The OECD's call for state pacts for reconstruction contrasts with the statements of the second vice president, Pablo Iglesias, last Monday, in favor of addressing the economic crisis only with left-wing parties such as Esquerra and Bildu. The OECD discourages the chapter of the coalition government's program and the pact with Bildu that plans to repeal the labor reform. "We have already said in different reports that the 2012 labor reform has had a positive effect on employment in Spain and we have not changed our minds . "

But the urgent thing, according to the general forecast of the OECD, is to give a strong response to the virus and extend, according to Pereira, in the case of Spain the so-called Temporary Employment Regulation Files (ERTE) and liquidity measures such as guarantees to sectors as necessary. "In Colombia there is a VAT refund to the most vulnerable 20% of the population, in France they talk about extending extraordinary measures up to two years ...".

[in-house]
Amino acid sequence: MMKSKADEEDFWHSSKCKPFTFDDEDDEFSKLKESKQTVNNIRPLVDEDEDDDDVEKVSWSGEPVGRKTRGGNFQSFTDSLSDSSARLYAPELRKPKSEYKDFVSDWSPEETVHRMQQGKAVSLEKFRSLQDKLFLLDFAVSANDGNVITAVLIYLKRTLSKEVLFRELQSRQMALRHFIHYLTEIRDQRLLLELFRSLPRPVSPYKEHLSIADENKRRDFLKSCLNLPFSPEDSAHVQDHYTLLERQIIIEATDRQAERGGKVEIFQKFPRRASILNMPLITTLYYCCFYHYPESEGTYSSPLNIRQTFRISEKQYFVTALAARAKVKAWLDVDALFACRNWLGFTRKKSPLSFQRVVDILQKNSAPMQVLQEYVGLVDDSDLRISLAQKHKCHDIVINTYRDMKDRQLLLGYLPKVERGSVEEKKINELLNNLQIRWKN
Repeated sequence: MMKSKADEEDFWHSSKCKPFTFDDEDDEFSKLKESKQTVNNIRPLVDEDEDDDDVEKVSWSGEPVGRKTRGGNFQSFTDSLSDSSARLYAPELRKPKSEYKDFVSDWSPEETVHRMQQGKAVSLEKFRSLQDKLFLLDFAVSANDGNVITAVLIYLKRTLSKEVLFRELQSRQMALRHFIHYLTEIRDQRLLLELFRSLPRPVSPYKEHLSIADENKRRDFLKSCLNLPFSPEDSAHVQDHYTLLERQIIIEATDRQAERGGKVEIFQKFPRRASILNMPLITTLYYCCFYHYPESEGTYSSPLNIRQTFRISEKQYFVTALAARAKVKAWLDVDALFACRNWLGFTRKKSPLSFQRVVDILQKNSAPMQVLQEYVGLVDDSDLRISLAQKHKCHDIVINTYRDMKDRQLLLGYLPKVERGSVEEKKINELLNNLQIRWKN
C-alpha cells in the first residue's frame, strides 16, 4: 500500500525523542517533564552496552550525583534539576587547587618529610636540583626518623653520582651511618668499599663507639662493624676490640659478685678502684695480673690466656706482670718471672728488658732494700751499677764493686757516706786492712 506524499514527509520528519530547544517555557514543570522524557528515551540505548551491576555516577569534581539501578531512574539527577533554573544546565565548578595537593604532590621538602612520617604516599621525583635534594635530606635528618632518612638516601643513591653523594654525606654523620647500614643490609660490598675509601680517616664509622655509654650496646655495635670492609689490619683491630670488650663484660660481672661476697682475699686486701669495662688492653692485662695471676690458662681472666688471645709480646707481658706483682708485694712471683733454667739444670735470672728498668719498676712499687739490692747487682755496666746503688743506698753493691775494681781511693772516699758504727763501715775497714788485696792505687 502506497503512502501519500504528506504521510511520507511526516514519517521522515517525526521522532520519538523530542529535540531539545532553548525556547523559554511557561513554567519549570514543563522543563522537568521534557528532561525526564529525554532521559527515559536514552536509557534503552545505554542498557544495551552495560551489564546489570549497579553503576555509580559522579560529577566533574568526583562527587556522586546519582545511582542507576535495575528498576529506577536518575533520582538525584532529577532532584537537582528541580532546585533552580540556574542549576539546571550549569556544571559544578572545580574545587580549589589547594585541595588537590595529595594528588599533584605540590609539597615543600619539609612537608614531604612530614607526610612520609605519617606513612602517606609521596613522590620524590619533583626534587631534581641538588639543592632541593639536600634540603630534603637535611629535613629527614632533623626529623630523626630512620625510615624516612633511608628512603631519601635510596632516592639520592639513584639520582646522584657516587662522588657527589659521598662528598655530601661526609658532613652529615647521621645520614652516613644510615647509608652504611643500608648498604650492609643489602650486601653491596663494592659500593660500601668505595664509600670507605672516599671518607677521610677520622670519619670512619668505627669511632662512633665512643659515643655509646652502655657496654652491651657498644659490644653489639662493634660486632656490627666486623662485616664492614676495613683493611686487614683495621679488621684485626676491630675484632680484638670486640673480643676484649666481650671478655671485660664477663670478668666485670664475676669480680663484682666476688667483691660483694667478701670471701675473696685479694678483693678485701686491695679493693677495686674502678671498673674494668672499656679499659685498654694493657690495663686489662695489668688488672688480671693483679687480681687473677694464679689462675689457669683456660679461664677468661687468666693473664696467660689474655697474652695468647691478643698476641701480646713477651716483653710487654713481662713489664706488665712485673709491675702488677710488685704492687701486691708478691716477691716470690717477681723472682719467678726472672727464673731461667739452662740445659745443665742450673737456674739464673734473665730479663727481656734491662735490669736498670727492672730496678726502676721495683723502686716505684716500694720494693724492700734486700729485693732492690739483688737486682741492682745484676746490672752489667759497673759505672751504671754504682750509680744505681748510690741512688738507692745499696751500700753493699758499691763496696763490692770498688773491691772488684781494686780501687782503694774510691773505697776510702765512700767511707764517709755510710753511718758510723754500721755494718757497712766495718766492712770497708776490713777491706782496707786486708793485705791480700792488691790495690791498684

The Spanish crisis will be more acute than in the Eurozone average which, in the worst case, will fall 11.5% in 2020 and grow 3.5% in 2021. Also well above the world average that will be of fall of 7.6% this year and recovery of 2.5% next year; and the OECD (which includes the US, Canada, Mexico and other non-European countries), set at a recession of 9.3% and a rebound of 2.2%.

“We have done two scenarios and in the second, in case of regrowth, the Spanish economy will suffer more than the Italian and the French, because the most affected sectors such as tourism and hospitality have a very large weight in Spain. Our message in general for all countries is that recovery will be slow and, if there is a regrowth, even slower , "says Pereira.